By CARRIE WYNKOOP
To be honest, it’s kind of a dream job, owning a wine club. This summer, I spent a month driving the hills and valleys of Southern Oregon looking for great wine. And you know what? I discovered some extraordinary ones there.
Yes, Oregon is the land of Pinot Noir, but there is so much more to our extraordinary state. I met with more than two dozen winemakers during my time in Southern Oregon, from Roseburg to Ashland, and Elkton to Eagle Point. And while I did enjoy quite a few Pinot Noirs — yes, Southern Oregon Pinot! — what impressed me most was the huge range of other varietals — Tempranillo, Syrah, Viognier, Marsanne Roussanne and more.
The Southern Oregon wine community has really come into its own over the past few years, recognizing what it’s good at and weeding out what it isn’t. Stunning landscapes, gloriously warm weather and a laid-back vibe among winemakers — and no traffic — make this region one of my favorite places to visit.
But as always, the best part of my job at Cellar 503 is meeting the people behind these glorious wines and hearing their stories. Each winemaker arrives at this profession along a different path, but they are united in their passion for their craft.
The following are just a few of the gems I’ve discovered.Read the full report on OregonWinePress.com >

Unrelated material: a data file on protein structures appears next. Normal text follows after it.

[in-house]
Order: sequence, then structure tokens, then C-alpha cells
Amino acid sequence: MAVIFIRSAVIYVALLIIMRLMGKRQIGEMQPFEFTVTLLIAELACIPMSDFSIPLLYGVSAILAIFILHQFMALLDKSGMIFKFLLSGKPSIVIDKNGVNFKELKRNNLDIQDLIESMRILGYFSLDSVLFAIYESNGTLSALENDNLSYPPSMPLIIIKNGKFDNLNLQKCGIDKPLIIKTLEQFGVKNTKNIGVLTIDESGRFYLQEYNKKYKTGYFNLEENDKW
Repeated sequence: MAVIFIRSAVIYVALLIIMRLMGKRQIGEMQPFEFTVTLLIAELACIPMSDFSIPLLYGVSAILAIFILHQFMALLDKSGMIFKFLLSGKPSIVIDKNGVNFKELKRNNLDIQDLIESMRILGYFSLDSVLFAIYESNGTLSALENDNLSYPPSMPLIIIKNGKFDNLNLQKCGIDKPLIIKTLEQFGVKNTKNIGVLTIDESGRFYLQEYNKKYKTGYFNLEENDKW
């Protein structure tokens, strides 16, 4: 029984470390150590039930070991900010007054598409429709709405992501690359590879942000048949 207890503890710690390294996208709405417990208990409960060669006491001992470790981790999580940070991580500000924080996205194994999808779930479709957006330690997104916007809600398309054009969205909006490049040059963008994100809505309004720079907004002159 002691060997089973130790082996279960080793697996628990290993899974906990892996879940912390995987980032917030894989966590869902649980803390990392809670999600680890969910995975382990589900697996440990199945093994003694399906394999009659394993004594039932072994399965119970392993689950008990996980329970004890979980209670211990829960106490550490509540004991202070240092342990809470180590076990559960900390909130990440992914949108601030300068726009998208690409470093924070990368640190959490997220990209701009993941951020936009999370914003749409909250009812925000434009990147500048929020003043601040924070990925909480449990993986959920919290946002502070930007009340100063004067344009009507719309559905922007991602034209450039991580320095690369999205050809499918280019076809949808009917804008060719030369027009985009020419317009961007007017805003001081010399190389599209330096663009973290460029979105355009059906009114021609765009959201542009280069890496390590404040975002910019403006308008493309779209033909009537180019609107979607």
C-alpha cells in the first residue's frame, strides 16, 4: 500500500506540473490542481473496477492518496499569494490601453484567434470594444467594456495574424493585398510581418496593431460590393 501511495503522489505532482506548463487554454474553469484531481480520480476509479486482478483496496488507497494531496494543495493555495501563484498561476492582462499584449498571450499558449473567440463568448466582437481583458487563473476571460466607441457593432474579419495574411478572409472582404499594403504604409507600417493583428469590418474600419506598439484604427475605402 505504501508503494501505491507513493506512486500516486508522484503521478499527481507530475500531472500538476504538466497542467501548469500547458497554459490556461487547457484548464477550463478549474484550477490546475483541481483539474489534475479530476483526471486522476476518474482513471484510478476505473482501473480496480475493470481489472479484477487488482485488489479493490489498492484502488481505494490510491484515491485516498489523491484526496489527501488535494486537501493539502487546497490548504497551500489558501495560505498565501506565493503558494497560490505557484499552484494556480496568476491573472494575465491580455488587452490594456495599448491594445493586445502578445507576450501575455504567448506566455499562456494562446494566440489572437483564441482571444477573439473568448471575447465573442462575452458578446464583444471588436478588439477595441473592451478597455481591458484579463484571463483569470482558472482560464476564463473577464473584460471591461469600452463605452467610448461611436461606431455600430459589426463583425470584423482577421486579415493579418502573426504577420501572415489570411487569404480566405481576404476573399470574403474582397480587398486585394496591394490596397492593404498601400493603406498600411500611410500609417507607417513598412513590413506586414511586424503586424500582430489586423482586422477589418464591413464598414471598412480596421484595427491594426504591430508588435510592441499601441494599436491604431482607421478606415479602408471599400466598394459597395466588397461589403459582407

01 November 15 Recreation | Hiking
by MARK FREEMAN
MEDFORD, ORE. — A late October hike along the stretch of the Sterling Mine Ditch Trail between Wolf Gap and Bear Gulch offers more than a testament to the fall colors of Southern Oregon.
The oak leaves are now popping neon splashes of browns and rusty reds on ridge after ridge after ridge all the way to the Red Buttes of Northern California.
"That's got some gorgeous views of the ridges around the Little Applegate and beyond," says Hope Robertson of the Siskiyou Upland Trails Association, which works on the trail. "And the colors of the oak woodlands are just gorgeous."
This sliver of the Sterling Mine Ditch Trail is one of five fall hikes that highlight the turning flora and returning fauna of Southern Oregon — including the spawning fall chinook salmon of the Rogue River Basin.Read the full report in The Olympian >
01 November 15 In the News
by MADELINE LOOTENS
Sure, it’s a bit of a trek, but the Chef Showdown is worth the travel. Look forward to a weekend of food demos, live entertainment and sizzling competition. Friday-night ticket holders can sip, savor and socialize at the Meet the Chefs event.Read the full report in Seattle Magazine >